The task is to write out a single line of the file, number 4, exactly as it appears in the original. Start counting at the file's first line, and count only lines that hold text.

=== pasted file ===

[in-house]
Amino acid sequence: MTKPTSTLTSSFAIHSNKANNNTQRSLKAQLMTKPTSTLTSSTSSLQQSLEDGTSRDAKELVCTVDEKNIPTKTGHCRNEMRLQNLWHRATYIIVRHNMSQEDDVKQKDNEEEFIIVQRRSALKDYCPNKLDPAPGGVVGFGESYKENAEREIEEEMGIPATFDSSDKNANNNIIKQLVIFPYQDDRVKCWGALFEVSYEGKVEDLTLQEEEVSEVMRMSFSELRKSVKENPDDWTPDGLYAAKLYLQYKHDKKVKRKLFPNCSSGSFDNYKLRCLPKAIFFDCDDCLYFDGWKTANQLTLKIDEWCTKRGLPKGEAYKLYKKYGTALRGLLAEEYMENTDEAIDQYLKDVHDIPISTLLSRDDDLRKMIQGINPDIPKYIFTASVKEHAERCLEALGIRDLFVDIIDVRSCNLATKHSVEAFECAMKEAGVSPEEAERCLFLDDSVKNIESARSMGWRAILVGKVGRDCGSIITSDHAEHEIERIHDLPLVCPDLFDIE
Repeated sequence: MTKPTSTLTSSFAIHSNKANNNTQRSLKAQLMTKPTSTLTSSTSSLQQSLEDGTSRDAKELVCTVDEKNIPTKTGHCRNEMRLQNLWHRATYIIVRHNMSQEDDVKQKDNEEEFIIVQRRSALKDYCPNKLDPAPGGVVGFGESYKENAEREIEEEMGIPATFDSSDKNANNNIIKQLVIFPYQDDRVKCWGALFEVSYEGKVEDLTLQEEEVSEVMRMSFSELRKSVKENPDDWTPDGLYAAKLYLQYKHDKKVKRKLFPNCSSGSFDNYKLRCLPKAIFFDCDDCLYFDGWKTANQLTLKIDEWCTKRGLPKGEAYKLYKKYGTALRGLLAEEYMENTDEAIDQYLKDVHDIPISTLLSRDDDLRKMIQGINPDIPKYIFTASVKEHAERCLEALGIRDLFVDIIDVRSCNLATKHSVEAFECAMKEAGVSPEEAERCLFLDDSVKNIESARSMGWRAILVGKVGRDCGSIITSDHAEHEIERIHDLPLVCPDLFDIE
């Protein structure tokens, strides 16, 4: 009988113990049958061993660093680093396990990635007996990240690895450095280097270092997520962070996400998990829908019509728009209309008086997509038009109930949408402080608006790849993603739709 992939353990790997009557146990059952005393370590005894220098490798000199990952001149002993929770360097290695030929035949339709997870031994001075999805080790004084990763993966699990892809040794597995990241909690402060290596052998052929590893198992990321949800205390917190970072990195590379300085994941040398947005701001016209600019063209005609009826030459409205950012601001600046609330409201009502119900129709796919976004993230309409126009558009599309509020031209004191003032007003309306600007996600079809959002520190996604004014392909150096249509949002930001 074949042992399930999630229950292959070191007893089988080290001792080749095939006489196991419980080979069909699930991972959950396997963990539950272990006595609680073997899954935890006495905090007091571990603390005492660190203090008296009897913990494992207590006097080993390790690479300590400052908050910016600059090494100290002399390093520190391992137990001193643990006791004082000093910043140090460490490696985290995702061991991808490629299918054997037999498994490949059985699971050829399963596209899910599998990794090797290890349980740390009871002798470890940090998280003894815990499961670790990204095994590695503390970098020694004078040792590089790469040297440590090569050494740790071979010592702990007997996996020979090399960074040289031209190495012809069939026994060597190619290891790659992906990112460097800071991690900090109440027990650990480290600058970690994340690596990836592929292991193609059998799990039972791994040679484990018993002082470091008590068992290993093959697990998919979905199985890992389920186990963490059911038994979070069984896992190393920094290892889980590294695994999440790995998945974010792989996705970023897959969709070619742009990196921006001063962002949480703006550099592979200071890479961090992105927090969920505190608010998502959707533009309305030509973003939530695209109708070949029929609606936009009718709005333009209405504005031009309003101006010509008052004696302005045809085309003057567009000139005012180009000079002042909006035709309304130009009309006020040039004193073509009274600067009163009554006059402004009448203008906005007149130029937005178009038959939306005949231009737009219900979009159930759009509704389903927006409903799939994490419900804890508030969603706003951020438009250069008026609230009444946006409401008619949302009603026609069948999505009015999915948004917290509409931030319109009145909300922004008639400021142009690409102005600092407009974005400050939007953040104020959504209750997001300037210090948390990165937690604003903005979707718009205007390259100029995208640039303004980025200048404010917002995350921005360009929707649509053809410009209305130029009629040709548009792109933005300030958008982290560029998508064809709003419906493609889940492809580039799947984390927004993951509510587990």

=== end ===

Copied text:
């Protein structure tokens, strides 16, 4: 009988113990049958061993660093680093396990990635007996990240690895450095280097270092997520962070996400998990829908019509728009209309008086997509038009109930949408402080608006790849993603739709 992939353990790997009557146990059952005393370590005894220098490798000199990952001149002993929770360097290695030929035949339709997870031994001075999805080790004084990763993966699990892809040794597995990241909690402060290596052998052929590893198992990321949800205390917190970072990195590379300085994941040398947005701001016209600019063209005609009826030459409205950012601001600046609330409201009502119900129709796919976004993230309409126009558009599309509020031209004191003032007003309306600007996600079809959002520190996604004014392909150096249509949002930001 074949042992399930999630229950292959070191007893089988080290001792080749095939006489196991419980080979069909699930991972959950396997963990539950272990006595609680073997899954935890006495905090007091571990603390005492660190203090008296009897913990494992207590006097080993390790690479300590400052908050910016600059090494100290002399390093520190391992137990001193643990006791004082000093910043140090460490490696985290995702061991991808490629299918054997037999498994490949059985699971050829399963596209899910599998990794090797290890349980740390009871002798470890940090998280003894815990499961670790990204095994590695503390970098020694004078040792590089790469040297440590090569050494740790071979010592702990007997996996020979090399960074040289031209190495012809069939026994060597190619290891790659992906990112460097800071991690900090109440027990650990480290600058970690994340690596990836592929292991193609059998799990039972791994040679484990018993002082470091008590068992290993093959697990998919979905199985890992389920186990963490059911038994979070069984896992190393920094290892889980590294695994999440790995998945974010792989996705970023897959969709070619742009990196921006001063962002949480703006550099592979200071890479961090992105927090969920505190608010998502959707533009309305030509973003939530695209109708070949029929609606936009009718709005333009209405504005031009309003101006010509008052004696302005045809085309003057567009000139005012180009000079002042909006035709309304130009009309006020040039004193073509009274600067009163009554006059402004009448203008906005007149130029937005178009038959939306005949231009737009219900979009159930759009509704389903927006409903799939994490419900804890508030969603706003951020438009250069008026609230009444946006409401008619949302009603026609069948999505009015999915948004917290509409931030319109009145909300922004008639400021142009690409102005600092407009974005400050939007953040104020959504209750997001300037210090948390990165937690604003903005979707718009205007390259100029995208640039303004980025200048404010917002995350921005360009929707649509053809410009209305130029009629040709548009792109933005300030958008982290560029998508064809709003419906493609889940492809580039799947984390927004993951509510587990």